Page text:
The Esperanto alphabet is based on the Roman alphabet (which the English alphabet is also based on). Unlike the English alphabet, it does not have the letters q, w, x or y, but it has 6 (six) letters that use a diacritic (a special mark above a letter): ĉ, ĝ, ĥ, ĵ, ŝ and ŭ.
Alternative writings[change | change source]
Because Esperanto uses letters with diacritics, there was (and sometimes still is) the need to write text in Esperanto even if the special letters are not available.
L. L. Zamenhof, the creator of Esperanto, proposed the so-called h-system (h-sistemo in Esperanto). Instead of diacritics, the letter h is added, with the only exception being ŭ. For example, ĝ becomes gh, ĥ becomes hh and ŭ becomes u. Words which appear to have a diacritic but do not actually can be "broken" with a hyphen or an apostrophe. For example, flughaveno (airport) becomes flug-haveno or flug'haveno.
Another system used to replace diacritics is the x-system (x-sistemo in Esperanto). The letter x is not used in the Esperanto alphabet, but it can be used to write diacritics. The x-system, unlike the h-system, does not treat ŭ differently from the other letters. For example, ĝ becomes gx, ĥ becomes hx and ŭ becomes ux. flughaveno remains the same, as there is no ambiguity.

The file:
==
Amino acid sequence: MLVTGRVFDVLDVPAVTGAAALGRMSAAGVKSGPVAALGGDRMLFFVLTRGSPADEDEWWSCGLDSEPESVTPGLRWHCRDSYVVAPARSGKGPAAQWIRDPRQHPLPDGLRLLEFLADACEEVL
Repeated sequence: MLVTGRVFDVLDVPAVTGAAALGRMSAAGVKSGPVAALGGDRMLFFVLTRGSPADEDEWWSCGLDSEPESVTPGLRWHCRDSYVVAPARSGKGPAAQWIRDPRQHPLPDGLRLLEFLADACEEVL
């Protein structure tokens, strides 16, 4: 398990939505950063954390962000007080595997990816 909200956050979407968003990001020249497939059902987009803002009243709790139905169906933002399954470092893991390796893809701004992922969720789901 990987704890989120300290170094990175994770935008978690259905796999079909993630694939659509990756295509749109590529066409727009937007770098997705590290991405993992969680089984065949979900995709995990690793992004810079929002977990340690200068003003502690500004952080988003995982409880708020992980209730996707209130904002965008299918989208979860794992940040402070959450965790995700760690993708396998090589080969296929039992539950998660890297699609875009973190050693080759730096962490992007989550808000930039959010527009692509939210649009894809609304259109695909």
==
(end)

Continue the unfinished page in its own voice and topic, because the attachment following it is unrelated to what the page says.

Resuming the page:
Another system that can eliminate all diacritics is the qwxy-system (qwxy-sistemo in Esperanto). Diacritics are replaced by the 4 letters that are not used in the Esperanto alphabet but are present in the international keyboards, q, w, x, y. In this system, ĥ becomes q, ĵ becomes y, ŝ becomes x, ŭ becomes w, ĉ becomes tx and ĝ becomes dy. Texts in this system require less characters than with the x-system or h-system. It presents no ambiguity and among all systems, including the Esperanto original writing system, it is the one that requires the least amount of key strokes while typing, therefore being the fastest one.
Unicode and HTML[change | change source]
Criticism[change | change source]
Some people say that use of the diacritics (the letters ĉ, ĝ, ĥ, ĵ, ŝ, ŭ) makes the language less natural than it would be using only the basic letters of Latin alphabet. The letters ĉ, ĝ, ĥ, ĵ are not used in any other language in the world.
Several people consider using the Latin alphabet not to be neutral. In fact, many native languages on each continent (except for Antarctica) use the Latin alphabet to write: for example, German (Europe), Swahili (Africa), Vietnamese (Asia), Tahitian (Oceania), Cree (North America) and Apalaí (South America).